Many view home care nursing as the purest form of nursing. In fact, Florence Nightingale – perhaps, the most famous nurse of all – said, “…the ultimate destination of all nursing is the nursing of the sick in their own homes.” When people are able to receive care in the comfort of their own homes, they have the benefit of being in familiar surroundings, with the people – and even, pets – that they love. Nurses who provide this care often develop close relationships with their clients, enjoying the meaningful-one-on-one care that is often absent in the hectic, impersonal setting of a hospital or institutional facility.
When a client welcomes you into their home, you’re entering their lives. With this privilege comes great responsibility, requiring the kind of personal and professional skills that are unique to the home setting. It also comes with rewards that are deeply satisfying, as almost any nurse working in home care will tell you. With National Home Care Month currently being celebrated, it is appropriate to recognize the selfless efforts of home care nurses, who dedicate themselves to helping people, have a safe home life with comfort, independence, and dignity.
The Right Balance is the Key to Success
Home care nursing derives its challenges and benefits from its unique work environment—a person’s home. Great home care nurses successfully navigate the professional-personal dynamic by not letting their close relationship with family affect the way they provide their skilled nursing services. Finding this balance requires tact, creativity, flexibility, good humor, respect, and patience, but the payoff is enormous: you’ll achieve closer and richer relationships with your patients than is possible in other settings.
Many nurses who come from institutional settings often mention the frustration that results from less frequent patient contact caused by higher patient-to-nurse ratios. “Nurses want to work one-on-one with patients and see the results of their efforts,” says Mark Baiada, founder and president of BAYADA Home Health Care, “Too often, this is not possible in an institutional setting—where nurses rush from bed to bed and rarely have the time to get to know any one patient.” This one-on-one nurse-patient ratio also benefits patients tremendously—allowing them to receive care that is tailored to their unique needs. In addition, patients are often more relaxed and able to heal faster in the comfort of their own homes.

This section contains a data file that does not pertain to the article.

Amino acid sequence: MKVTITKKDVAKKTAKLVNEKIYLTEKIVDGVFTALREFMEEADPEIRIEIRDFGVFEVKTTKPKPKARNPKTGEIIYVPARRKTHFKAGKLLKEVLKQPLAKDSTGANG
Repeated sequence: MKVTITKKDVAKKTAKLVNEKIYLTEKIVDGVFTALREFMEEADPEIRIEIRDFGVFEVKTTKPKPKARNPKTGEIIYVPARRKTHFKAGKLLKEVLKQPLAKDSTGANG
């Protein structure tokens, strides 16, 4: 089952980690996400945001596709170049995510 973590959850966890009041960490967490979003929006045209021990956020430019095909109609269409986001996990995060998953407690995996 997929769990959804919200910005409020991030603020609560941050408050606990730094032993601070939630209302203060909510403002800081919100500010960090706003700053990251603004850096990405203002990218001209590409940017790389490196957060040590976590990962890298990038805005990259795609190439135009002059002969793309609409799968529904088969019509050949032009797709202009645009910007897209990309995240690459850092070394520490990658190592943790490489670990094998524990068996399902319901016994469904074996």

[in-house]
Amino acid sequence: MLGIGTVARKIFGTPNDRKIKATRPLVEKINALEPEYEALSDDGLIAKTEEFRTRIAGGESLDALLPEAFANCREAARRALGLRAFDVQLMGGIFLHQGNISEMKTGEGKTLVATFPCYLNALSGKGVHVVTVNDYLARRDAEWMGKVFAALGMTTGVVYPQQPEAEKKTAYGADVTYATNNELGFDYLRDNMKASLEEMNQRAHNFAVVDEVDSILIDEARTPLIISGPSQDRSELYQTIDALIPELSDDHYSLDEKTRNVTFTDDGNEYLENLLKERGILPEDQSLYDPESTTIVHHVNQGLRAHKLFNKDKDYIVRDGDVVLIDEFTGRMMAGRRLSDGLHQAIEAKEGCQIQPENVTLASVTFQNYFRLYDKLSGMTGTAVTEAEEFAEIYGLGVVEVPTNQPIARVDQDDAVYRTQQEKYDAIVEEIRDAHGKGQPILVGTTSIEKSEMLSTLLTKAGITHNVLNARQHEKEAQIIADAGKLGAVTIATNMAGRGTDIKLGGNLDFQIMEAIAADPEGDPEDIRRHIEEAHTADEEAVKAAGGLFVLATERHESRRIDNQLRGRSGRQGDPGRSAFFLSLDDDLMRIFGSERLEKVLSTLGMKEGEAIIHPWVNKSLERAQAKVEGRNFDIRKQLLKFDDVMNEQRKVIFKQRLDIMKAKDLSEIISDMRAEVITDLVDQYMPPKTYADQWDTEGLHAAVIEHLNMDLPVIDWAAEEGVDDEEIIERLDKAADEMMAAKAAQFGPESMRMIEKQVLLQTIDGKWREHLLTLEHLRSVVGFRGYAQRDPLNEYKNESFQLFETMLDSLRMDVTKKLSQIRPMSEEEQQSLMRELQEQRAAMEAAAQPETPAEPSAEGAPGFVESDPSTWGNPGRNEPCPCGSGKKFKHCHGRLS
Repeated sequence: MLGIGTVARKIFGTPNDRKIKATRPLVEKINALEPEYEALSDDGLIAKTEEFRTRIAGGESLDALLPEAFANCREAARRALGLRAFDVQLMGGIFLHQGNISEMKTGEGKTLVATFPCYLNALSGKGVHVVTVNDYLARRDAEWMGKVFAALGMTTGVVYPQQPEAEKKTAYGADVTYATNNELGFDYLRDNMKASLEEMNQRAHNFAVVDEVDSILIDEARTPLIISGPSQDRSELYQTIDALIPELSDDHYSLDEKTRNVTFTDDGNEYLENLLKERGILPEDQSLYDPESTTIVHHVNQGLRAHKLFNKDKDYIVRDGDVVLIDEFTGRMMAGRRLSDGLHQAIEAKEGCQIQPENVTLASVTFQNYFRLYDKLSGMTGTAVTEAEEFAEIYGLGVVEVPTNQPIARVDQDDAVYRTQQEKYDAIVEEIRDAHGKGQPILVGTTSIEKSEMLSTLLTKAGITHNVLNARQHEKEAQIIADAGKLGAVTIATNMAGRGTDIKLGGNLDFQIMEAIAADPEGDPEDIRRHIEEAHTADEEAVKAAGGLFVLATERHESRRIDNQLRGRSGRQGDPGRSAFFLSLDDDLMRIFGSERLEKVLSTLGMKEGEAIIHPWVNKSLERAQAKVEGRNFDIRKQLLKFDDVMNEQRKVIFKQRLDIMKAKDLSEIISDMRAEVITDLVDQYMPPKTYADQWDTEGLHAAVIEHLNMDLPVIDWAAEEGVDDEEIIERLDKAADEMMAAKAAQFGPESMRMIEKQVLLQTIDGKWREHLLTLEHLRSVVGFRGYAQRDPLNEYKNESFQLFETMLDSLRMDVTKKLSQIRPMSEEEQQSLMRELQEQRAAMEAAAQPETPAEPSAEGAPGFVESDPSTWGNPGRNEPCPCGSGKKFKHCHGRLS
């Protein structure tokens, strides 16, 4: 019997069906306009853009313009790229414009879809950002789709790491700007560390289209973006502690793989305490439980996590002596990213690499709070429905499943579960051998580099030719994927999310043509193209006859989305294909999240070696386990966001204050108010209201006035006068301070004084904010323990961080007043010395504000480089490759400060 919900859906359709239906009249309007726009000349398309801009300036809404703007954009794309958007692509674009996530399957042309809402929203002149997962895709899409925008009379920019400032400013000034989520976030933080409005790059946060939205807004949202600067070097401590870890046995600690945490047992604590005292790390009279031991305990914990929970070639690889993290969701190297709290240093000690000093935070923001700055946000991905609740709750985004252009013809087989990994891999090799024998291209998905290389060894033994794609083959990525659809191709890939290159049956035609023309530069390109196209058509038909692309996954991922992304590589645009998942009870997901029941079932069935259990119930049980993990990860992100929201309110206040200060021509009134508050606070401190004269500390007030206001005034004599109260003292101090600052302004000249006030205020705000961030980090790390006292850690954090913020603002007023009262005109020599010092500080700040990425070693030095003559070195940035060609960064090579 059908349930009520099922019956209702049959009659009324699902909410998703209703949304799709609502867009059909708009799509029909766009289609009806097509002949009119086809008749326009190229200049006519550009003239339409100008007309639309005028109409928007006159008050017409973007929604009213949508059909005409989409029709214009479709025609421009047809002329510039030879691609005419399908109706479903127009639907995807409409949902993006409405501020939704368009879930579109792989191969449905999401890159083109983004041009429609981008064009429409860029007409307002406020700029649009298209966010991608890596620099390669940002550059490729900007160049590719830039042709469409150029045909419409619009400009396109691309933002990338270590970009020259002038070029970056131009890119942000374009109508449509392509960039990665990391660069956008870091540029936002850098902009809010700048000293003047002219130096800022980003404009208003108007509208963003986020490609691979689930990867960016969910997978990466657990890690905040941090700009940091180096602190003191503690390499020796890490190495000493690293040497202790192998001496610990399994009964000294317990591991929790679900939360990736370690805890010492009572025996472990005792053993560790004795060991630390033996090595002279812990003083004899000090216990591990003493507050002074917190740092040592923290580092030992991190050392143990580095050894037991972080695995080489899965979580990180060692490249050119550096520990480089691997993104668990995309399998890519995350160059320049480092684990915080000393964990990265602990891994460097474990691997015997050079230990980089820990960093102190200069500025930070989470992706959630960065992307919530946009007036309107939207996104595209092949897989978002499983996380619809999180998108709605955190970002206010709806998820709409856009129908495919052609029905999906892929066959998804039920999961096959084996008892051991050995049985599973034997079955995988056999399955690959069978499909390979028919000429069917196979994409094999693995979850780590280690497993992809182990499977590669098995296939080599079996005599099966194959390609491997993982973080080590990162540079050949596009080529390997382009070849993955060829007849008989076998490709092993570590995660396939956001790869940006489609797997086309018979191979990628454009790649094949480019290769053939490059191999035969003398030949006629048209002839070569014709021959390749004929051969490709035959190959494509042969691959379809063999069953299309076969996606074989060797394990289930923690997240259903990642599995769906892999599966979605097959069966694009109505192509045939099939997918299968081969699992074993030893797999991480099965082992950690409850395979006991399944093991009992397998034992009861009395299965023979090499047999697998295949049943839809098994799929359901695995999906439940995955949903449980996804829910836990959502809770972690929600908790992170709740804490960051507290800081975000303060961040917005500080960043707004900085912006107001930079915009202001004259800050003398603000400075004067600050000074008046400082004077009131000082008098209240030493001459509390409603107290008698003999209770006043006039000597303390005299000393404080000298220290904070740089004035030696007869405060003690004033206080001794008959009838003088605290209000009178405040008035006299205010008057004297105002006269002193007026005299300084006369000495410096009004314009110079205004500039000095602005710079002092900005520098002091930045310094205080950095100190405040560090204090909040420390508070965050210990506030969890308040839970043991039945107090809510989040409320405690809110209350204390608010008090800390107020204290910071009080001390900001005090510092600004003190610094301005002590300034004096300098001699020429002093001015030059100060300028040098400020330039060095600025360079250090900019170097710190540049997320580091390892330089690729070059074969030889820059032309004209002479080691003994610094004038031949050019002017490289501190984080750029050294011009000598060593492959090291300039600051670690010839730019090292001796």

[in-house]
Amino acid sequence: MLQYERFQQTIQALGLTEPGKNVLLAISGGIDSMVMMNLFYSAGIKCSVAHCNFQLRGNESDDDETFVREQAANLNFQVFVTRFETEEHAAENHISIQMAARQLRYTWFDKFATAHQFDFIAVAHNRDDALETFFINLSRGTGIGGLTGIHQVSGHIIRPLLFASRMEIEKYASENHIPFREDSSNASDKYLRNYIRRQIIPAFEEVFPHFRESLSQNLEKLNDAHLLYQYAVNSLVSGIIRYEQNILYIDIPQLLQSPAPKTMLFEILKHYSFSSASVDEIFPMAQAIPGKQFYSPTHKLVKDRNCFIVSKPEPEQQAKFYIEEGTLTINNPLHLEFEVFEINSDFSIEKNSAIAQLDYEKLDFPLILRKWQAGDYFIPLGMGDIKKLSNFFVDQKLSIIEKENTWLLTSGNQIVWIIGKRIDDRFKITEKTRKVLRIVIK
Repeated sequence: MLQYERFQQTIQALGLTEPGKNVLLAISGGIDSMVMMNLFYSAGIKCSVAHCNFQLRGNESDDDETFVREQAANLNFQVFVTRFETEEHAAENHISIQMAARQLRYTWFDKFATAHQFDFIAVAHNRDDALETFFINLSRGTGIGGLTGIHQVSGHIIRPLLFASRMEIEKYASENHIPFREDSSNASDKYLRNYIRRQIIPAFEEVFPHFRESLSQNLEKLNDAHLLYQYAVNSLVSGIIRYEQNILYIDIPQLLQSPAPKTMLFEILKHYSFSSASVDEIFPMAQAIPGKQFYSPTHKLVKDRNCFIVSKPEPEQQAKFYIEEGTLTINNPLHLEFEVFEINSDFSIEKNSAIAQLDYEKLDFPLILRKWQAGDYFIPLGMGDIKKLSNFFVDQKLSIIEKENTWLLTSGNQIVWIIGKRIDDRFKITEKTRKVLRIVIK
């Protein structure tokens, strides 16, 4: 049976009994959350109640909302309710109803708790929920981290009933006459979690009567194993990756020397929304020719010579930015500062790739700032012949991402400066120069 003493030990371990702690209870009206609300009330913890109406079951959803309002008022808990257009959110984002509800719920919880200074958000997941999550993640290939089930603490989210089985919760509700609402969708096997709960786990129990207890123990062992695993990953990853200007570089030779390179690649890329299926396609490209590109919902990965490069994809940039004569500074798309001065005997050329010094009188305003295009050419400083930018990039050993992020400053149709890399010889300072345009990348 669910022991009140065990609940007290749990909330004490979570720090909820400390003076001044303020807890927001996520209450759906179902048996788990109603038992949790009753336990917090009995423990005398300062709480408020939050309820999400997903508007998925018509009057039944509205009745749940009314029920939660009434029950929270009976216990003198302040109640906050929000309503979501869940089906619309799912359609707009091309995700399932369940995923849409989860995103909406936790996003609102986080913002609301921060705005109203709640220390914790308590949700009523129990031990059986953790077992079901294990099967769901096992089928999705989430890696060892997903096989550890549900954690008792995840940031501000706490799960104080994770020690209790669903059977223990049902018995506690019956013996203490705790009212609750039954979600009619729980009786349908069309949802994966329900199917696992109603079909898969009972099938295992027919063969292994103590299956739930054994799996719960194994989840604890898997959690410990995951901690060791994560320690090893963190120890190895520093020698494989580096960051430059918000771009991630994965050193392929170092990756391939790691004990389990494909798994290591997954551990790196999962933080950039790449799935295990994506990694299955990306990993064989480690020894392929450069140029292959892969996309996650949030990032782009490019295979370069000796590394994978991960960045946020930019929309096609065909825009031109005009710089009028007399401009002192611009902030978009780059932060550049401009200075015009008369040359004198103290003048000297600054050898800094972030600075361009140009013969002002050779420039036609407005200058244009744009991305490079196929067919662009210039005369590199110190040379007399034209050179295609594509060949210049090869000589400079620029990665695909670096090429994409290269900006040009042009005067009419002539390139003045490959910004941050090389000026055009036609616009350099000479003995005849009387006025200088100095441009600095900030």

The Benefits Are Many
Other benefits of home care for nurses include the opportunity to assume a wide spectrum of responsibility, work flexible schedules, and have the chance to specialize and use high-tech skills. More and more qualified home care nurses are choosing to specialize in areas such as pediatrics, geriatrics, or rehabilitation. Some high-tech nursing procedures – traditionally only offered through hospitals and skilled facilities – are now routinely provided at home, giving home care nurses the opportunity to use their specialized skills. Many home care providers, such as BAYADA, offer its nurses 24-hour professional support and encourage a team environment—allowing nurses to maintain a feeling of community with other caregivers. The value nurses bring to home care often allows them to have their pick of cases and shifts, giving them the work-life balance they deserve.
Are you a home care nurse? Have you been given care by a home care nurse? How was the experience for you? Let us know!